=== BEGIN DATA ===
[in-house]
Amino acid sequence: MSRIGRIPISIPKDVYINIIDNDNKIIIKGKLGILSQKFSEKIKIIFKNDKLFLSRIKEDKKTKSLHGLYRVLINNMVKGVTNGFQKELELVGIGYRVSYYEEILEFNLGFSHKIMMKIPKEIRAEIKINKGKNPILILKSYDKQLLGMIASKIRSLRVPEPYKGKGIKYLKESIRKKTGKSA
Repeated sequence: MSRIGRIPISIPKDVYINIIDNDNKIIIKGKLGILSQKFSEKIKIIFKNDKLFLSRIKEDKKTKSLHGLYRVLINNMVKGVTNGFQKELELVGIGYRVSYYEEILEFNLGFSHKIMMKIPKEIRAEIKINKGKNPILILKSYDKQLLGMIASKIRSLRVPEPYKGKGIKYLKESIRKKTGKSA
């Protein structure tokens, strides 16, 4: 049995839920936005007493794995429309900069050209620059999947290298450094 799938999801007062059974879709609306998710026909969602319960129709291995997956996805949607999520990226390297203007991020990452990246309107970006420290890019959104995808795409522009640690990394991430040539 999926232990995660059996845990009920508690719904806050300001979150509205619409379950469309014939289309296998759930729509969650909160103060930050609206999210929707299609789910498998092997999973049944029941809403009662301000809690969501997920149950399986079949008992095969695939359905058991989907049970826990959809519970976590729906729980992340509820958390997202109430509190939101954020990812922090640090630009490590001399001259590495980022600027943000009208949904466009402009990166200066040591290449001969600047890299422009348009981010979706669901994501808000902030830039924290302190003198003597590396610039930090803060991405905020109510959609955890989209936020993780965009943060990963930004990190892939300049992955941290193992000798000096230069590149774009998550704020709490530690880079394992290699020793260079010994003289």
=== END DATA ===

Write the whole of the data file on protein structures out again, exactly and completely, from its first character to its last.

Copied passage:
[in-house]
Amino acid sequence: MSRIGRIPISIPKDVYINIIDNDNKIIIKGKLGILSQKFSEKIKIIFKNDKLFLSRIKEDKKTKSLHGLYRVLINNMVKGVTNGFQKELELVGIGYRVSYYEEILEFNLGFSHKIMMKIPKEIRAEIKINKGKNPILILKSYDKQLLGMIASKIRSLRVPEPYKGKGIKYLKESIRKKTGKSA
Repeated sequence: MSRIGRIPISIPKDVYINIIDNDNKIIIKGKLGILSQKFSEKIKIIFKNDKLFLSRIKEDKKTKSLHGLYRVLINNMVKGVTNGFQKELELVGIGYRVSYYEEILEFNLGFSHKIMMKIPKEIRAEIKINKGKNPILILKSYDKQLLGMIASKIRSLRVPEPYKGKGIKYLKESIRKKTGKSA
């Protein structure tokens, strides 16, 4: 049995839920936005007493794995429309900069050209620059999947290298450094 799938999801007062059974879709609306998710026909969602319960129709291995997956996805949607999520990226390297203007991020990452990246309107970006420290890019959104995808795409522009640690990394991430040539 999926232990995660059996845990009920508690719904806050300001979150509205619409379950469309014939289309296998759930729509969650909160103060930050609206999210929707299609789910498998092997999973049944029941809403009662301000809690969501997920149950399986079949008992095969695939359905058991989907049970826990959809519970976590729906729980992340509820958390997202109430509190939101954020990812922090640090630009490590001399001259590495980022600027943000009208949904466009402009990166200066040591290449001969600047890299422009348009981010979706669901994501808000902030830039924290302190003198003597590396610039930090803060991405905020109510959609955890989209936020993780965009943060990963930004990190892939300049992955941290193992000798000096230069590149774009998550704020709490530690880079394992290699020793260079010994003289």